Book Notes: Everyone Communicates, Few Connect
I received John Maxwell’s new book “Everyone Communicates, Few Connect” to review for my blog. I read it the week before I spent a week teaching a series of classes to 135 college students. I’m naturally an extrovert so I easily fit the category of “Everyone Communicates.” However, this book changed the way I interacted with students in positive ways by teaching me to shift my focus from communicating to connecting. Communication is important. However, connecting opens the door of influence.
“Everyone Communicates, Few Connect” goes beyond communication tactics to relationship building in three distinct contexts. Each chapter ends with principles and practices that facilitate connecting with audiences, groups, and one-on-one.
Maxwell describes 5 principles for connecting and 5 practices for connecting. The principles are easy to understand and well illustrated. As a result of reading this book, I’ve stopped sitting in a chair waiting to speak and have begun circulating through the audience getting to know people. This type of connecting opens the door for me to add value to others.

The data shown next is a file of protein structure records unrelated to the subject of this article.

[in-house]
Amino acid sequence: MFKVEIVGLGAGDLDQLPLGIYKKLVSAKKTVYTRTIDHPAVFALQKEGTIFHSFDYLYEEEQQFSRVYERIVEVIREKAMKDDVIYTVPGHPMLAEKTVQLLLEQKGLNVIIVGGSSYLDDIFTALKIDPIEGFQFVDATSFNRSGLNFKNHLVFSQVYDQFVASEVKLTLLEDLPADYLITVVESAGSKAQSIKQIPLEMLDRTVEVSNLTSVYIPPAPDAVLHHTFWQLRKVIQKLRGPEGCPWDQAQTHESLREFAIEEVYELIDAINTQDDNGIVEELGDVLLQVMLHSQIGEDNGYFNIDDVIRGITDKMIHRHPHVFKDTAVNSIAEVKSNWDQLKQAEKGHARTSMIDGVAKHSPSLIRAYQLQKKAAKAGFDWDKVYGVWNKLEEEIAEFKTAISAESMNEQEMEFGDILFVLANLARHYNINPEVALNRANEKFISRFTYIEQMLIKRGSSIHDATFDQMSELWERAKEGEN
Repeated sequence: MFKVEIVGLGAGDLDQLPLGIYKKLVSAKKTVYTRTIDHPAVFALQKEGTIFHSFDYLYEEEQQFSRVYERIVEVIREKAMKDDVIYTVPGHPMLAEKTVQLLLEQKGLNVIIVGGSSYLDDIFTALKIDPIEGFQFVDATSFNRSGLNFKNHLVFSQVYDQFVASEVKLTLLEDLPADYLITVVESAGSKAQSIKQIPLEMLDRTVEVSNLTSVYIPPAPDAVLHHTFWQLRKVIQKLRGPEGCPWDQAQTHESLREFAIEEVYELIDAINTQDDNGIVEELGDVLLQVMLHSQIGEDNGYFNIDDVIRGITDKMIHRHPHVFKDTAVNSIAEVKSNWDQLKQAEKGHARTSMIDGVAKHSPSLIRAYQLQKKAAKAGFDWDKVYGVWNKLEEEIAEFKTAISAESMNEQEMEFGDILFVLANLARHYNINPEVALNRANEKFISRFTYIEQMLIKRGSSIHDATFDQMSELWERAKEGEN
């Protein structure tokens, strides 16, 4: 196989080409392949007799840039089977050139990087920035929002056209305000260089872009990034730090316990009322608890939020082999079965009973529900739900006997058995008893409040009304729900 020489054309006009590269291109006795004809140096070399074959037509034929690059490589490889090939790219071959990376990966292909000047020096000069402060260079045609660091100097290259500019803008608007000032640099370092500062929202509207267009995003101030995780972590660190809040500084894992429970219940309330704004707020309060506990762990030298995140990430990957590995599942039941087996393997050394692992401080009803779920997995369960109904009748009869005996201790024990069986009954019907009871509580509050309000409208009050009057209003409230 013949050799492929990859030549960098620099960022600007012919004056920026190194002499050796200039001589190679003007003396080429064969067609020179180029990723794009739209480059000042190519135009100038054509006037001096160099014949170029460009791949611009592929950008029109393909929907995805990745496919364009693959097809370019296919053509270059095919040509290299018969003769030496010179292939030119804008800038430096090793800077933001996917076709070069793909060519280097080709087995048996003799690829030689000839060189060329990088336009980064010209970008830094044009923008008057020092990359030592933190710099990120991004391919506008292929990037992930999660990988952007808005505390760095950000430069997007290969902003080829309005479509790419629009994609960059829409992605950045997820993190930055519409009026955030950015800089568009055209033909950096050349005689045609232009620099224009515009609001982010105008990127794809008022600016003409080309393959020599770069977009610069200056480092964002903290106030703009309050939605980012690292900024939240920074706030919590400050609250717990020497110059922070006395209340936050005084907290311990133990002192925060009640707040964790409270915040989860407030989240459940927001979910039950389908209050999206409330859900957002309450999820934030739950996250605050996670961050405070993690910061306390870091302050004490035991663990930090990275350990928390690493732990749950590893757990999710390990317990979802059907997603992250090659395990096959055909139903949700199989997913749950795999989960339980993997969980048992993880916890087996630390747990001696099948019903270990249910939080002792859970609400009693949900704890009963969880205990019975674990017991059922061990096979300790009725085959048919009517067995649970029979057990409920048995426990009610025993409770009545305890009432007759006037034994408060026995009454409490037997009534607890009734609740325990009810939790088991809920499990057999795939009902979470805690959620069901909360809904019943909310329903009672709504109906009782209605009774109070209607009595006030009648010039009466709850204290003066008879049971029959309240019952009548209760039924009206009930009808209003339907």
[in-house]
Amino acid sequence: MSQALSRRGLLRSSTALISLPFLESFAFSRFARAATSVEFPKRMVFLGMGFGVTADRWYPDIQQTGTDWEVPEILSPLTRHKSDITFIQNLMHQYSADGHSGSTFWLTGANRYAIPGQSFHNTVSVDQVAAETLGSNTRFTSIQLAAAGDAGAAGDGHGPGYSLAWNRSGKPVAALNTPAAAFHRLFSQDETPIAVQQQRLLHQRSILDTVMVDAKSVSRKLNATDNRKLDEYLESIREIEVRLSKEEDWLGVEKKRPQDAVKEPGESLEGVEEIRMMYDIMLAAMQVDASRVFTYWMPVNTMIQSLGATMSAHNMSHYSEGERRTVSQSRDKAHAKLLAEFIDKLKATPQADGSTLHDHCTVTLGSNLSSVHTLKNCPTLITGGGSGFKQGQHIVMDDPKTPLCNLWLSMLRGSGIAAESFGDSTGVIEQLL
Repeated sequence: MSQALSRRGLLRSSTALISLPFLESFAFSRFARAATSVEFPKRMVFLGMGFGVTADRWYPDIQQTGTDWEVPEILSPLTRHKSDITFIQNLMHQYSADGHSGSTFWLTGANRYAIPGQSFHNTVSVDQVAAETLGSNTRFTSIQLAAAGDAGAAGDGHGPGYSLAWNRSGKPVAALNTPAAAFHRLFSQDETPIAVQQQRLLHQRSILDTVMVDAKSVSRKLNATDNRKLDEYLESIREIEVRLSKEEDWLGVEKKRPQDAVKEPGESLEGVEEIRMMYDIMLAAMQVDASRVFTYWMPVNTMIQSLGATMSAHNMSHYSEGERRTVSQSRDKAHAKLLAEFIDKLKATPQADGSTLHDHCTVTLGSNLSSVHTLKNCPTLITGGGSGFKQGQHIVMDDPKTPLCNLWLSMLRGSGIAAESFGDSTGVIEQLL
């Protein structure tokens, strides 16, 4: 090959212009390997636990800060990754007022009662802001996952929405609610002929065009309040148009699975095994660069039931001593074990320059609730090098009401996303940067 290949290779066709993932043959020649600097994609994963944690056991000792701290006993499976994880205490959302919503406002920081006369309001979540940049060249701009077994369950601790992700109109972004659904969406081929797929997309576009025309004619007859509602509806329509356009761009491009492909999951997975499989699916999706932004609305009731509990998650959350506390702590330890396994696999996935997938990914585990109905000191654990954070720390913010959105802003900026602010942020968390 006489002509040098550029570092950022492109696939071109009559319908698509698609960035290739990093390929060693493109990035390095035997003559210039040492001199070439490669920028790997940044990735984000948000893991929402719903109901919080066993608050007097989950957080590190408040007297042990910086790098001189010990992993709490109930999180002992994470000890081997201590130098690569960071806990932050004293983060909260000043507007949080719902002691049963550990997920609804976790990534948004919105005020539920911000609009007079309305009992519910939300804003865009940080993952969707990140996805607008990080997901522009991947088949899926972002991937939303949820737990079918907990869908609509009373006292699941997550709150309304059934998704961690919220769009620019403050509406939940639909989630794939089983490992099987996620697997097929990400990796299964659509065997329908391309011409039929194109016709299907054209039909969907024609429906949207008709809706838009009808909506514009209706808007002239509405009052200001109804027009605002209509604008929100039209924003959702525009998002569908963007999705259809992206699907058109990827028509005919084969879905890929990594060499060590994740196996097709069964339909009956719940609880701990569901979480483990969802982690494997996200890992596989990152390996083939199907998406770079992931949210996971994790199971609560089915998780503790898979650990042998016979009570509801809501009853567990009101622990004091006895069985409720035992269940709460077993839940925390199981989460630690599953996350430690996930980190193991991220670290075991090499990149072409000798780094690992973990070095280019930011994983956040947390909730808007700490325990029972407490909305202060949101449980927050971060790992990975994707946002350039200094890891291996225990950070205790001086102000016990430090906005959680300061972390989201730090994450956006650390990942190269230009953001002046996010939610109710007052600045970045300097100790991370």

The five connecting principles are:
1. Connecting Increases Your Influence in Every Situation
2. Connecting Is All About Others
3. Connecting Goes Beyond Words
4. Connecting Always Requires Energy
5. Connecting Is More Skill than Natural Talent
The five connecting practices are:
1. Connectors Connect on Common Ground
2. Connectors Do the Difficult Work of Keeping It Simple
3. Connectors Create an Experience Everyone Enjoys
4. Connectors Inspire People
5. Connectors Live What They Communicate
If you work with people in any capacity, you need to read “Everyone Communicates, Few Connect.”
Two thumbs up from me.
Grace Freak Dan
Disclosure of Material Connection: I received this book free from Thomas Nelson Publishers as part of their BookSneeze.com <http://BookSneeze.com> book review bloggers program. I was not required to write a positive review. The opinions I have expressed are my own. I am disclosing this in accordance with the Federal Trade Commission’s 16 CFR, Part 255 <http://www.access.gpo.gov/nara/cfr/waisidx_03/16cfr255_03.html> : “Guides Concerning the Use of Endorsements and Testimonials in Advertising.”Explore posts in the same categories: Books, Uncategorized
Tags: Book ReviewYou can comment below, or link to this permanent URL from your own site.